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93% of UK tech firms fearing huge industry crash

The majority of UK tech firms are concerned about stunted business expansion.

Intern Tech, an international and national provider of tailored internships, conducted the study.

Their findings reveal a troublesome gap between the university system, and the companies searching for relevant skills to propel their business models forward.

The UK tech industry is an emerging economic force that continues to out-perform European competitors.

With a growth rate doubling that of other economic sectors, the digital tech scene generated close to a whopping £170 billion in 2015. As such, it contributed a solid £97 billion to the UK’s wider economy in 2015.

Furthermore, the industry’s meteoric rise in job positions dwarfs that of other industries.

By 2016 it produced 85,000 opportunities, and boasts an increase of 13% in advertised salaries from 2012.

This progression is more than triple the amount of other non-digital markets, which weigh at a comparatively measly 4%.

UK tech firms - Compelo

UK tech firms: All dressed up with nowhere to go

However, while the darling of UK industry is displaying major potential as a global economic force, it’s suffering a drought of suitably skilled workers.

With no one to fulfil these blooming positions, and with the full ramifications of Brexit cast in conjecture, pundits fear that the UK tech industry will collapse on itself.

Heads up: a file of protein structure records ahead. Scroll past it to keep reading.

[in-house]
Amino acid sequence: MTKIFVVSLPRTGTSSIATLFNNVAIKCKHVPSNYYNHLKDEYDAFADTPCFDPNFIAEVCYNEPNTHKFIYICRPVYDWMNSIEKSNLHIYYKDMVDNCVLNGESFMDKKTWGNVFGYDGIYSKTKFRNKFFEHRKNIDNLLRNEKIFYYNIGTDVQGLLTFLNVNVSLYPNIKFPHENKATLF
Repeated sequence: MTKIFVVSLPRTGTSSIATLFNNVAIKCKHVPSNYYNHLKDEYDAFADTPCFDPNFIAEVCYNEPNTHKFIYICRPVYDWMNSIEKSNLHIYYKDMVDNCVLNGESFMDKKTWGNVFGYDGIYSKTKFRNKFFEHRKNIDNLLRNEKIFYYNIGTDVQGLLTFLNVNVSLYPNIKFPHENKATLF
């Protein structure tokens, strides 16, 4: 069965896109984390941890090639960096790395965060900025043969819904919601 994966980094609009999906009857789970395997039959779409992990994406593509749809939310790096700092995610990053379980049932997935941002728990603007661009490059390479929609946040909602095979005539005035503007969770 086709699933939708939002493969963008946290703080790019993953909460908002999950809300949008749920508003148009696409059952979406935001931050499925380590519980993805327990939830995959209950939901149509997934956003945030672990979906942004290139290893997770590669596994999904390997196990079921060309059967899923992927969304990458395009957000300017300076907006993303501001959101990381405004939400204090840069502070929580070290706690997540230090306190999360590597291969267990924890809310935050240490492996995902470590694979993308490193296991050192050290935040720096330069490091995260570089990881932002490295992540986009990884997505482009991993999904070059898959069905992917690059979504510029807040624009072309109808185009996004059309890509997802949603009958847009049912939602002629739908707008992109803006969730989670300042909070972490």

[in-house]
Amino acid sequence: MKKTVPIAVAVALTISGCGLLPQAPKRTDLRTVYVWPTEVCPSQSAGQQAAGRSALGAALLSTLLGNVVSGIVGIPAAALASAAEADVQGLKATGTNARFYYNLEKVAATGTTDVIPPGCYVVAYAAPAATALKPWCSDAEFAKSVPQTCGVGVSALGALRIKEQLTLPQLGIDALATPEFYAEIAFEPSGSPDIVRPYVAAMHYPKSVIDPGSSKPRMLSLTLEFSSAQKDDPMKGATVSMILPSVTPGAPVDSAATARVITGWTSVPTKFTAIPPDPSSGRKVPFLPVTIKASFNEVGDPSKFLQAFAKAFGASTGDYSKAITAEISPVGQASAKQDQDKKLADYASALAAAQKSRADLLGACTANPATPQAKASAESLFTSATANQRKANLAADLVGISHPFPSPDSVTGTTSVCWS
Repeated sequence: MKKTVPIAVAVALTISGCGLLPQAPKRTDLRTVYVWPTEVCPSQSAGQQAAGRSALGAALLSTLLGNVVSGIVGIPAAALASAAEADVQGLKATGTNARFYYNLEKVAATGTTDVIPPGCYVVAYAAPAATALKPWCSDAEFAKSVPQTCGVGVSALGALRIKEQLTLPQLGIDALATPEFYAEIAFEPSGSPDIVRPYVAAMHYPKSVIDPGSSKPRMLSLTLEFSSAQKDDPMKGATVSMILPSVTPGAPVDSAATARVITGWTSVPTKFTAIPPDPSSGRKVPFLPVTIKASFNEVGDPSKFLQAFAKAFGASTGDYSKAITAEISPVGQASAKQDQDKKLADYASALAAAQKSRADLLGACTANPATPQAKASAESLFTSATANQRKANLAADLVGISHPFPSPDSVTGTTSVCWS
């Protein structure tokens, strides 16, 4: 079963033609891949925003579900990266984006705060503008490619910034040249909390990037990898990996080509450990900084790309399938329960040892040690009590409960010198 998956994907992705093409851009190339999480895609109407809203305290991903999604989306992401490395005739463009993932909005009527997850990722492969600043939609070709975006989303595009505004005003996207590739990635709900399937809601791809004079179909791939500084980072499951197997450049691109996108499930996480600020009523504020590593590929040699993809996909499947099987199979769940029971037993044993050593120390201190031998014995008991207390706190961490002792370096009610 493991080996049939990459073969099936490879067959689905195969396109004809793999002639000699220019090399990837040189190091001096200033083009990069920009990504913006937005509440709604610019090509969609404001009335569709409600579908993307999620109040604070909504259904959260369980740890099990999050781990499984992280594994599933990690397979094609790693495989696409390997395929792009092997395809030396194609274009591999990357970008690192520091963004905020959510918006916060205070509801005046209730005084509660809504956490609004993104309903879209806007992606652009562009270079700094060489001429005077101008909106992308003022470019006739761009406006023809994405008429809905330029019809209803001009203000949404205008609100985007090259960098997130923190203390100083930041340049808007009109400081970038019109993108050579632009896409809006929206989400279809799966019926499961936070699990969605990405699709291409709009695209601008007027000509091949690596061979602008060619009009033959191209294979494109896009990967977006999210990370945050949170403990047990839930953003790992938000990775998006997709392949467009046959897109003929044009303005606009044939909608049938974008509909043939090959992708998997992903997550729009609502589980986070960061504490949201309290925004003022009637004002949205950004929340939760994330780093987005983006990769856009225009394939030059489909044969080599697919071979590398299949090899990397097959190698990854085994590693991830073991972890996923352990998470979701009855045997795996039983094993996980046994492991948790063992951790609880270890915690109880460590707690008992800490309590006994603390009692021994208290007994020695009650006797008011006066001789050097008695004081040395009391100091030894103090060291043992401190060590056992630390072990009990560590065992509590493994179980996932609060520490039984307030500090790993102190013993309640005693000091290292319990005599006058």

Of concern is that over six million graduates believe that their degrees are outdated. Following hot on the heels of this sentiment, is that almost 50% of UK grads are clueless as to how they can penetrate the tech industry’s most desired jobs.

Lastly, a troubling 5.6 million individuals across the nation regret the time and money they dedicated to achieving their degree.

The statistics uncover a worrying disconnect.

Job seekers hold inadequate qualifications that are incapable of populating the supply of tech jobs crucial to the industry.

Therefore, the data suggests that the university system is delivering a sub-par return of investment to its degree holders.  Should this trend continue the consequences will have far-reaching impacts.

In light of Brexit, UK tech firms could suffer crushing financial blows if the job market remains underpopulated.

Furthermore, wary of invaluable IT degrees from the nation’s universities, potential students could take their talents and money overseas.